A permissions system could work, defining how much access each app has e.g access to other processes. Problem is, every program would have to be coded and recompiled to comply (an extra error check on all the API you use), code added to the O/S’ API would make the API slower.

        Even then there will probably be holes in the system itself, or something else that gives access where it shouldn’t be.

    • And I decree that this free operating system have a mascot that is an aquatic, flightless birds living almost exclusively in the southern hemisphere. All malware shall be eradicated and cyber criminals will cringe and cower. And there shall be peace…..

  3. Yes, OR…we could continue to recommend software that helps remove the lazy factor, which frankly will always be there. Secunia’s Personal Software Inspector and FileHippo’s Update Checker work pretty darn well in that regard.

    • Yes OR… they could buy a mac :-D

    • I have used Heimdal from CSIS, and it also does the trick. If one opts to pay for the agent it also ads malware protection, while it does patch management in the free version.
      https://www.heimdalagent.com/en/home

    • How true Brian;

      File Hippo has stopped alerting on limited accounts, and unfortunately I’m typically remiss in checking the administrator every day. One good thing, is that Secunia PSI v. 3 does attempt to update your apps automatically even if you are working on the limited side. So far, most of the time, it is successful(at least in Vista x64).

      It never alerts me to this; I am relying on Winpatrol to let me know the update is occurring. Secunia will alert me if I need a manual update though. I’m surprised that PSI has almost kept up with File Hippo on timeliness lately. The update checker used to beat PSI by up to 5 days occasionally; I’m not so sure it does anymore.

      When Winpatrol barks, I check the program list in CCleaner, and just assuredly the version of the target application will reflect the proper updated version number. I’m also amazed at the many applications Secunia now tracks!

      I NEVER cease to be amazed how many times Secunia catches Microsoft Update with its pants down, for not updating something that was required. Redmond has become a fail more often in this area. It is getting to be, that I just don’t trust MS update anymore; I’m constantly double checking with various utilities to see what was neglected.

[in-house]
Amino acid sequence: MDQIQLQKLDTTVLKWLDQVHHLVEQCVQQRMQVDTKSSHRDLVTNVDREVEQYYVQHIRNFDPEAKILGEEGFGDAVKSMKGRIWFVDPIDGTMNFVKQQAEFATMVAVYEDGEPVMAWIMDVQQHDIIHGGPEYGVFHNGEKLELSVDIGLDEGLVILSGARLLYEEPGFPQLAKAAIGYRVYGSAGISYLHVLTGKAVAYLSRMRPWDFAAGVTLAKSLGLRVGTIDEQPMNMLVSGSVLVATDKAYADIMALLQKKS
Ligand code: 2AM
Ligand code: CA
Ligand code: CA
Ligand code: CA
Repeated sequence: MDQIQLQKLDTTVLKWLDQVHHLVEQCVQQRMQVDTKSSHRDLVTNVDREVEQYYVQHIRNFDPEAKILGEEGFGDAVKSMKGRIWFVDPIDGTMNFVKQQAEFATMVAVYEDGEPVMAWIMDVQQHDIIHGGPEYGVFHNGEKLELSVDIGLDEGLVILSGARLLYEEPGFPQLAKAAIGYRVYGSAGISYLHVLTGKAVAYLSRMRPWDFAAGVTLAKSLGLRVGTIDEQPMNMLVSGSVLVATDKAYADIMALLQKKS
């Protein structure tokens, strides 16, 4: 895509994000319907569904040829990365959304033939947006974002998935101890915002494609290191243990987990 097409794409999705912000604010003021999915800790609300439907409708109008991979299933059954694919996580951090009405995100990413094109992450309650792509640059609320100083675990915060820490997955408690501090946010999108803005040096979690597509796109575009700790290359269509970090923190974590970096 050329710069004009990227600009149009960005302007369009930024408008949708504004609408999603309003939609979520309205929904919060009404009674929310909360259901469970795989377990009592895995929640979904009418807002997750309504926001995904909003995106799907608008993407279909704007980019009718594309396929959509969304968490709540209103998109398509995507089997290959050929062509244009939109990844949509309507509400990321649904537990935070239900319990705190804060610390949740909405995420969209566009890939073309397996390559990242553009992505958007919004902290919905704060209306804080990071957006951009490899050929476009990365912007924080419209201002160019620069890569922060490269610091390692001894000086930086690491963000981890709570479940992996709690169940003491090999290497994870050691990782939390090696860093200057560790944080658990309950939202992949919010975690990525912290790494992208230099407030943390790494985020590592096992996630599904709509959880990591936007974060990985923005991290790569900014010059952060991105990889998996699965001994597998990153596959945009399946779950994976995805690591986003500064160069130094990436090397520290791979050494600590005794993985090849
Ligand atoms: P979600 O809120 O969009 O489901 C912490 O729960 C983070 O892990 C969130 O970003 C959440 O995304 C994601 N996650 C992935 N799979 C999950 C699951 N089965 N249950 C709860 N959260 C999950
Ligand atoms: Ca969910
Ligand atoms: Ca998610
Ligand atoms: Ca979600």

4. Fifty grand a day… I’m definitely in the wrong line of work… :-)

    Even if these guys get caught and do ten years in the joint, at this rate, it will be worth it. Most crims do time and the net profit is less than minimum wage… The average bank robber in the US gets maybe $4,000 (in the UK, $20,000). After an average of four robberies, he’s usually caught.

    If these guys can run this scam for even six months without getting caught, they will gross maybe 10 million dollars… Even after paying their lawyers, they will live well in the joint on that commissary budget… :-)

    This is why computer crime will continue to get bigger and bigger. The profits can be enormous and especially so compared to the overall risk factor.

    This has implications for end users, home and business alike. It means computer crime is not like other security threats (fire, disaster, etc.) or other types of physical crime (burglary, mugging, etc.) It is far more ubiquitous and will become more so. One computer criminal can attack literally hundreds or thousands of victims whereas one burglar or mugger is pretty limited in his victim count due to sheer physical limitations.

    Some insurance companies are coming out with “hacking insurance” and some businesses are falling for this idea, thinking it is cheaper than actually trying to do real security.

    The problem with that notion is that as computer crime becomes more prevalent, the insurance companies will start noticing more and higher payouts. Then they will do what they always do – raise the premiums to the point where it’s profitable again. OR they will start demanding that businesses prove their security is adequate before issuing policies, as they do with many high-value clients.

    Which means businesses will start paying what they might as well have paid on security in the first place, PLUS high premiums. They won’t win that game.